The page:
The downside of this comprehensive perspective is its lack of understanding narrowed, domain-specific questions, which is a characteristic of enterprise chatbots.
Given the costly nature of training a state-of-the-art large language model that needs 45 terabytes of text, it is likely that we will see a future where chatbots will simply be built on top of a pre-trained model and then finetuned to fit specific purposes, brands or products. “Finetuning” refers to refining models like ChatGPT to better recognize specific patterns of input and output, for example, sentences and words related to your company’s field. It is possible to finetune the large model with our own custom dataset so that the NLU and NLG fit our particular use cases. In this case, we still leverage the advantages of using a large model but with the finetuned touch of constraints of the NLU and NLG. Potential use cases will be discussed in a later paragraph.
This would allow companies to use a state-of-the-art chatbot that has the brand values and tone unique to your company while not having to incur the cost of creating the model from scratch.
To fine tune the ChatGPT model specifically, you would have to agree to allow OpenAI the possibility to use your data to improve their services. Data privacy laws in most countries would require highly restrictive contracts with third parties to allow the sharing of customer PII data.
With today’s tools for anonymization, and some legislation that limits the liability of providing this type of data to these services, it is possible to legally use these services in most cases.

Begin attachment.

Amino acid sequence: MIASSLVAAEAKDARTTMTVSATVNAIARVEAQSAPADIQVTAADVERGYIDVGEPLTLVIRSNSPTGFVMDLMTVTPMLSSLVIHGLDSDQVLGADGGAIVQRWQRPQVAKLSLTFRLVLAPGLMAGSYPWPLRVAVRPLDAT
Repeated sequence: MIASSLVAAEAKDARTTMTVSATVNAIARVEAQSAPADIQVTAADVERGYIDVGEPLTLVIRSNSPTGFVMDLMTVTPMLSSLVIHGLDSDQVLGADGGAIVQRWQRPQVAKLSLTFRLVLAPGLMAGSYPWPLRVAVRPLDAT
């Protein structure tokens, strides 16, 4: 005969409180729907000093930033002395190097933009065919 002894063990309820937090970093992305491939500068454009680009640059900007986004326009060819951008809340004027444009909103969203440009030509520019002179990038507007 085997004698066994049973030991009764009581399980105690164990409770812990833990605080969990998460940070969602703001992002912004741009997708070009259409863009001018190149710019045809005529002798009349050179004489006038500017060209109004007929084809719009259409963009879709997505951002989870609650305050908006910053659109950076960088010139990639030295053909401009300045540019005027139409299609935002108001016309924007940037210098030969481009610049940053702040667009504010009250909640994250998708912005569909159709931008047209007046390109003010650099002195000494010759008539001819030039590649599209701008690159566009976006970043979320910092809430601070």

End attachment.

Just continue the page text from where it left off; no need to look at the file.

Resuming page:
The alternative is on-site fine tuning, but then we are limited to either open-source models (e.g. BLOOM), or the few smaller companies that are willing to let you host their model.
Large language models (LLM) will eventually revolutionize the solutions we currently use chatbots for. Here we'll cover how you will know when to reevaluate this technology. When solutions where ChatGPT-like systems only do the interpretation of the customer's need and the actual response is handled by a stricter system like a chatbot, it would be time to revisit how this technology can be used in your organization.
Currently, there is no proven way to provide ChatGPT with enough context to expect its output to be relevant and ensure it has the correct tone of speech specific to your brand or company. Solutions will be developed that provide the LLMs with the company specific context, thereby enabling generating of relevant training data for chatbots. At this point it would be time to reevaluate this approach. This innovation might take the form of a work instruction on how to explain to a ChatGPT like solution the company specific information, such as type of products and the unique differentiation from competitors. That way the model would produce training data specifically for you company.
Another development to look out for is simplified integration with enterprises. Some use cases might already be possible today, technology wise, but are not easily implemented given the lack of integration possibilities LLMs offer. Microsoft has recently announced it is planning to provide simplified integration options in the near future.